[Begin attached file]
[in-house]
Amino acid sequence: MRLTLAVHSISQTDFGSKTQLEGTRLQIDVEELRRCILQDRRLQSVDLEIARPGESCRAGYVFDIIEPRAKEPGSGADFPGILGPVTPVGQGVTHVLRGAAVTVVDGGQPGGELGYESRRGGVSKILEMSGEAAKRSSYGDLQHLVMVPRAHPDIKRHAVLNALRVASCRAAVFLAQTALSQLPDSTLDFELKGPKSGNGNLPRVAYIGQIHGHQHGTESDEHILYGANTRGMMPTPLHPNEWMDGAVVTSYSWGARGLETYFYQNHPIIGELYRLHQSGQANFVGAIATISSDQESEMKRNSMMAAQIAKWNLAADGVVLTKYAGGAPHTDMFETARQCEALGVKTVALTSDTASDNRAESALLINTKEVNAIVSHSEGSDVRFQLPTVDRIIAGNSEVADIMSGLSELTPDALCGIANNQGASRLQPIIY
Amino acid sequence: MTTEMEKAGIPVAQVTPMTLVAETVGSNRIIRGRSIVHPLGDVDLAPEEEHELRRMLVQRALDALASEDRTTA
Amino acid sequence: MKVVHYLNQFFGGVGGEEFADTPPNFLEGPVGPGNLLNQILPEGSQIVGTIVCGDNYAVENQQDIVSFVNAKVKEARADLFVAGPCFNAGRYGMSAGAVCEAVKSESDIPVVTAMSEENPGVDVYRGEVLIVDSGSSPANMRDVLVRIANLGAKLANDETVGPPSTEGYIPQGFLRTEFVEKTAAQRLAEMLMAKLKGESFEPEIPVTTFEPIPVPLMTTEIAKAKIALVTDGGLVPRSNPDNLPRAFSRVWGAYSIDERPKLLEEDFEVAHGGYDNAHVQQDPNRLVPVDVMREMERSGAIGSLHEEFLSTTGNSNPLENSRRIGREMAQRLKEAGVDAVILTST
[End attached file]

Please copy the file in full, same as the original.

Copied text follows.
[in-house]
Amino acid sequence: MRLTLAVHSISQTDFGSKTQLEGTRLQIDVEELRRCILQDRRLQSVDLEIARPGESCRAGYVFDIIEPRAKEPGSGADFPGILGPVTPVGQGVTHVLRGAAVTVVDGGQPGGELGYESRRGGVSKILEMSGEAAKRSSYGDLQHLVMVPRAHPDIKRHAVLNALRVASCRAAVFLAQTALSQLPDSTLDFELKGPKSGNGNLPRVAYIGQIHGHQHGTESDEHILYGANTRGMMPTPLHPNEWMDGAVVTSYSWGARGLETYFYQNHPIIGELYRLHQSGQANFVGAIATISSDQESEMKRNSMMAAQIAKWNLAADGVVLTKYAGGAPHTDMFETARQCEALGVKTVALTSDTASDNRAESALLINTKEVNAIVSHSEGSDVRFQLPTVDRIIAGNSEVADIMSGLSELTPDALCGIANNQGASRLQPIIY
Amino acid sequence: MTTEMEKAGIPVAQVTPMTLVAETVGSNRIIRGRSIVHPLGDVDLAPEEEHELRRMLVQRALDALASEDRTTA
Amino acid sequence: MKVVHYLNQFFGGVGGEEFADTPPNFLEGPVGPGNLLNQILPEGSQIVGTIVCGDNYAVENQQDIVSFVNAKVKEARADLFVAGPCFNAGRYGMSAGAVCEAVKSESDIPVVTAMSEENPGVDVYRGEVLIVDSGSSPANMRDVLVRIANLGAKLANDETVGPPSTEGYIPQGFLRTEFVEKTAAQRLAEMLMAKLKGESFEPEIPVTTFEPIPVPLMTTEIAKAKIALVTDGGLVPRSNPDNLPRAFSRVWGAYSIDERPKLLEEDFEVAHGGYDNAHVQQDPNRLVPVDVMREMERSGAIGSLHEEFLSTTGNSNPLENSRRIGREMAQRLKEAGVDAVILTST